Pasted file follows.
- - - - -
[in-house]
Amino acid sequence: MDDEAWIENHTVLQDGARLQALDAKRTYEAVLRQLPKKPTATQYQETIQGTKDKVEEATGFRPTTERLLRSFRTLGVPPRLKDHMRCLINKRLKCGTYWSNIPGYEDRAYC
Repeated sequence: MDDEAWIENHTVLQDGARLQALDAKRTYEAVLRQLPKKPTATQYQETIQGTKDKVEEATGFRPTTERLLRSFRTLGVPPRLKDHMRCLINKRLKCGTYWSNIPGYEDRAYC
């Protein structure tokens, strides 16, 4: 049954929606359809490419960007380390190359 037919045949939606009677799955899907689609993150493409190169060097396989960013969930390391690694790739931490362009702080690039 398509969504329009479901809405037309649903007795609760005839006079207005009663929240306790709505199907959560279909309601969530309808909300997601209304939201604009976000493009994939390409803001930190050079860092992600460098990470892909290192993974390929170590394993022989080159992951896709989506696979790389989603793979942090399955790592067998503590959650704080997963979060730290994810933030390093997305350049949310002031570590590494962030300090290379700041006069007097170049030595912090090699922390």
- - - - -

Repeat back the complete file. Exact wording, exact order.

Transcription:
[in-house]
Amino acid sequence: MDDEAWIENHTVLQDGARLQALDAKRTYEAVLRQLPKKPTATQYQETIQGTKDKVEEATGFRPTTERLLRSFRTLGVPPRLKDHMRCLINKRLKCGTYWSNIPGYEDRAYC
Repeated sequence: MDDEAWIENHTVLQDGARLQALDAKRTYEAVLRQLPKKPTATQYQETIQGTKDKVEEATGFRPTTERLLRSFRTLGVPPRLKDHMRCLINKRLKCGTYWSNIPGYEDRAYC
């Protein structure tokens, strides 16, 4: 049954929606359809490419960007380390190359 037919045949939606009677799955899907689609993150493409190169060097396989960013969930390391690694790739931490362009702080690039 398509969504329009479901809405037309649903007795609760005839006079207005009663929240306790709505199907959560279909309601969530309808909300997601209304939201604009976000493009994939390409803001930190050079860092992600460098990470892909290192993974390929170590394993022989080159992951896709989506696979790389989603793979942090399955790592067998503590959650704080997963979060730290994810933030390093997305350049949310002031570590590494962030300090290379700041006069007097170049030595912090090699922390």